Clarence Ray Allen, 76, was executed early Tuesday at San Quentin in California, for a triple murder he ordered from behind bars 25 years ago, to silence witnesses in other killings. His execution had been opposed because of his age and frail physical condition.
Allen received the first of three lethal injections at 12:20 a.m. He then was given an extra dose of potassium chloride, the lethal chemical that stops the heart, at 12:35 a.m., and was pronounced dead three minutes later, according to Corrections Department spokeswoman Elaine Jennings.
Allen expressed his love for family, friends and the other death-row inmates in a final statement read by Warden Steve Ornoski. Allen ended his statement by saying, "It's a good day to die. Thank you very much. I love you all. Goodbye."
The family of one of Allen's victims, Josephine Rocha, issued a statement saying that "justice has prevailed today."
"Mr. Allen abused the justice system with endless appeals until he lived longer in prison than the short 17 years of Josephine's life," the statement said.
Allen was the oldest inmate on death row in California.
His final appeal was rejected Monday by the U.S. Supreme Court.
California state prosecutor Ward Campbell, speaking before the execution, said that Allen deserved "capital punishment because he was already serving a life sentence for murder when he masterminded the murders of three innocent young people and conspired to attack the heart of our criminal justice system."
In his appeal, Allen raised two claims never before endorsed by the high court: that executing a frail old man would violate the constitutional ban on cruel and unusual punishment, and that the 23 years he spent on death row were unconstitutionally cruel.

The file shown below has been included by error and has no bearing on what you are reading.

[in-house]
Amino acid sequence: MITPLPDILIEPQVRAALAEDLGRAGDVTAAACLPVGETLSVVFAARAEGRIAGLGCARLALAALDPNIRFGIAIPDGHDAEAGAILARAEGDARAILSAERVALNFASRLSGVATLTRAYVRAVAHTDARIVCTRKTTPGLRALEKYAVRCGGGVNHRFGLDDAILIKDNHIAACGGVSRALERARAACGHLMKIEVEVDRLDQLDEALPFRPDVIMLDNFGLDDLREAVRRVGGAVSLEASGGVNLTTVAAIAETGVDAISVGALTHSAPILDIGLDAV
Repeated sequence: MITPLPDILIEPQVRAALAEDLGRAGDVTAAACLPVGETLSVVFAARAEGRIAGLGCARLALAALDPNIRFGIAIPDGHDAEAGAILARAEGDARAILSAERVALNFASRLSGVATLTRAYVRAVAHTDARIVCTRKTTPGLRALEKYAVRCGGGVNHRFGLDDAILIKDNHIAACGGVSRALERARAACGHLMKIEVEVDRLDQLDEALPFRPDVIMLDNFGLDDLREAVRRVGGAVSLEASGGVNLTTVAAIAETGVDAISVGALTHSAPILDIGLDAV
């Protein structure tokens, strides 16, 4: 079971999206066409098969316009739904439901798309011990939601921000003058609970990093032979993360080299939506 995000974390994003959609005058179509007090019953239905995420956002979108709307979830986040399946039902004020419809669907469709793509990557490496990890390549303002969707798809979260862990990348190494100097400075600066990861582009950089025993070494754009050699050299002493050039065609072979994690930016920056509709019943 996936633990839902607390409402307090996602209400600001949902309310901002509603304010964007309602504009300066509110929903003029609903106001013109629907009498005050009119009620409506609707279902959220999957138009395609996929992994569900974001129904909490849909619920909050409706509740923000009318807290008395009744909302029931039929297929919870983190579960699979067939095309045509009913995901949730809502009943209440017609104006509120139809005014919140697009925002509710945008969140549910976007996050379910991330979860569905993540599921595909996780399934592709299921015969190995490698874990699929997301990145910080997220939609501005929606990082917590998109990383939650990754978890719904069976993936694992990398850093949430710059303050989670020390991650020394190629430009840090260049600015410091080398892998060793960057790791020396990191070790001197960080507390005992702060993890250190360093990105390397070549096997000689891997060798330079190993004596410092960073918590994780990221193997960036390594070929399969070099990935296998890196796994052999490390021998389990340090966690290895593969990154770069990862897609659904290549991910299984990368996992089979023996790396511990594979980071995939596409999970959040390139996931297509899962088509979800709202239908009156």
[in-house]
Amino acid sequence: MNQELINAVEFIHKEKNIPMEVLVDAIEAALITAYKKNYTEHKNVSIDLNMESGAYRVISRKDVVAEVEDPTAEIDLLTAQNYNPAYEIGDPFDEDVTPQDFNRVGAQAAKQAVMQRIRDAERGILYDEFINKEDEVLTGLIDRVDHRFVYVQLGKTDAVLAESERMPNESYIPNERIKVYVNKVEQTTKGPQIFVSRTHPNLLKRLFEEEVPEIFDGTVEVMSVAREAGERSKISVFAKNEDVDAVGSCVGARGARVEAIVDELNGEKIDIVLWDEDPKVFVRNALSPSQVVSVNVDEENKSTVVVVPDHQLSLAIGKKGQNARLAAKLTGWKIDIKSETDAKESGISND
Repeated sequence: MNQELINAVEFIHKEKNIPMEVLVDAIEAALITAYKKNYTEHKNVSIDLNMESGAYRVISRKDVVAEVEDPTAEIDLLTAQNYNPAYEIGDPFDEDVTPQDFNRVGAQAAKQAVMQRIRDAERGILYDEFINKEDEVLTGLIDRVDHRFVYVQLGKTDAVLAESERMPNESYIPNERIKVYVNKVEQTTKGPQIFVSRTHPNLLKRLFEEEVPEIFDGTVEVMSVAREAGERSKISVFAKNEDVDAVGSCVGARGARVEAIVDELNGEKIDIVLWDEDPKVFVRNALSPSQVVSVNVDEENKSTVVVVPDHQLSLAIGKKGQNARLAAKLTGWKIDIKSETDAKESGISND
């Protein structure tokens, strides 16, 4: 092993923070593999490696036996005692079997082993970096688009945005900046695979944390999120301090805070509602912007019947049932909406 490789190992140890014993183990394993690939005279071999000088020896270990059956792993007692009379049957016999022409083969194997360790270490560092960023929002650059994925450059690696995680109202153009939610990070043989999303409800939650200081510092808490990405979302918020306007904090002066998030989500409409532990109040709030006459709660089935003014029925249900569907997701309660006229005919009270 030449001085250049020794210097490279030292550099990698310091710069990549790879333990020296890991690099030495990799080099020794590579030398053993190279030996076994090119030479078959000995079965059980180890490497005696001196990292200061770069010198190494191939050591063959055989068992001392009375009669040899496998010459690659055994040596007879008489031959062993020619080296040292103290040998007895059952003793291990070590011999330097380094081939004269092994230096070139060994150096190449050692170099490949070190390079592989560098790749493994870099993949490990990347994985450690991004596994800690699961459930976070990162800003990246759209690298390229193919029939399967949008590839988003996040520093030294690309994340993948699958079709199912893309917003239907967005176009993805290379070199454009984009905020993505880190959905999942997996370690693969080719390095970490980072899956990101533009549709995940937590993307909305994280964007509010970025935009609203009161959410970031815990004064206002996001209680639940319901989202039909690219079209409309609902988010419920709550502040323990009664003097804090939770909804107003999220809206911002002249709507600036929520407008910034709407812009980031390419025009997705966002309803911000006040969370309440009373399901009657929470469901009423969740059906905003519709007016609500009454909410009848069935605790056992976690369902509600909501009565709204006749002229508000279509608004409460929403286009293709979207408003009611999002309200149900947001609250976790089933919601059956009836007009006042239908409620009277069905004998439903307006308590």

Allen was legally blind, nearly deaf and used a wheelchair to get around. His heart stopped in September, but doctors revived him and returned him to San Quentin Prison's death row. Prison officials say Allen later requested a do-not-resuscitate order, in the event he had any serious health problems before the execution.
"These infirmities are not simply the result of the passage of time or of old age, as some would suggest, but result from prison authorities' deliberate neglect of his medical needs while in the state's custody," said Annette Carnegie, one of Allen's attorneys.
Allen was to become California's 13th condemned inmate executed since state lawmakers restored capital punishment in 1977 and the third in the last 12 months.
The U.S. Supreme Court has said it is cruel and unusual to execute inmates who killed when they were juveniles; the mentally retarded; and those who are so mentally incompetent they do not understand their punishment.
But the court has never set an upper age limit for executions or created an exception for physical illness.
Justice Stephen Breyer, who in 2002 expressed an interest in deciding whether a long stay on death row was unconstitutionally cruel, was the lone dissenter in Allen's case.